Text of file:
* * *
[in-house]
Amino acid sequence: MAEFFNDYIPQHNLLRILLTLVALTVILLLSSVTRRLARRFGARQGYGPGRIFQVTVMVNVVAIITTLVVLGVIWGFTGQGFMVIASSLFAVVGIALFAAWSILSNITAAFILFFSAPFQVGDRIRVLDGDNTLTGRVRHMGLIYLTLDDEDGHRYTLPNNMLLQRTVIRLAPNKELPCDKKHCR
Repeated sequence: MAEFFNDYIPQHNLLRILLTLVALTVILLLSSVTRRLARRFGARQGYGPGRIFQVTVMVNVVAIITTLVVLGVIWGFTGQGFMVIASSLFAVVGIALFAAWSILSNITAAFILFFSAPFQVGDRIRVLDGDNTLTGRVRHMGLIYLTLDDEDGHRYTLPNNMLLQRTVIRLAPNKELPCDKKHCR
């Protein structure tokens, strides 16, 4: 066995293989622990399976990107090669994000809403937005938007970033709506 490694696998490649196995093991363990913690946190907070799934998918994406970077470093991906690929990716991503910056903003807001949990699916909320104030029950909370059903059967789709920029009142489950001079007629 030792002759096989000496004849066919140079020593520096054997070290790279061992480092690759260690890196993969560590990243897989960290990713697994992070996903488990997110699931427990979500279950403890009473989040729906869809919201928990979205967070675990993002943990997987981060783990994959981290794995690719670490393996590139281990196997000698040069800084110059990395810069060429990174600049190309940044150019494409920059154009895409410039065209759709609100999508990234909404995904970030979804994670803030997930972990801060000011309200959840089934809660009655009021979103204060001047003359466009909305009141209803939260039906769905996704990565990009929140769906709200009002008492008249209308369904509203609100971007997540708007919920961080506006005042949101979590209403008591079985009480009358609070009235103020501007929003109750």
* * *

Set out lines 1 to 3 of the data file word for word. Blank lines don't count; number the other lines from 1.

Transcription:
[in-house]
Amino acid sequence: MAEFFNDYIPQHNLLRILLTLVALTVILLLSSVTRRLARRFGARQGYGPGRIFQVTVMVNVVAIITTLVVLGVIWGFTGQGFMVIASSLFAVVGIALFAAWSILSNITAAFILFFSAPFQVGDRIRVLDGDNTLTGRVRHMGLIYLTLDDEDGHRYTLPNNMLLQRTVIRLAPNKELPCDKKHCR
Repeated sequence: MAEFFNDYIPQHNLLRILLTLVALTVILLLSSVTRRLARRFGARQGYGPGRIFQVTVMVNVVAIITTLVVLGVIWGFTGQGFMVIASSLFAVVGIALFAAWSILSNITAAFILFFSAPFQVGDRIRVLDGDNTLTGRVRHMGLIYLTLDDEDGHRYTLPNNMLLQRTVIRLAPNKELPCDKKHCR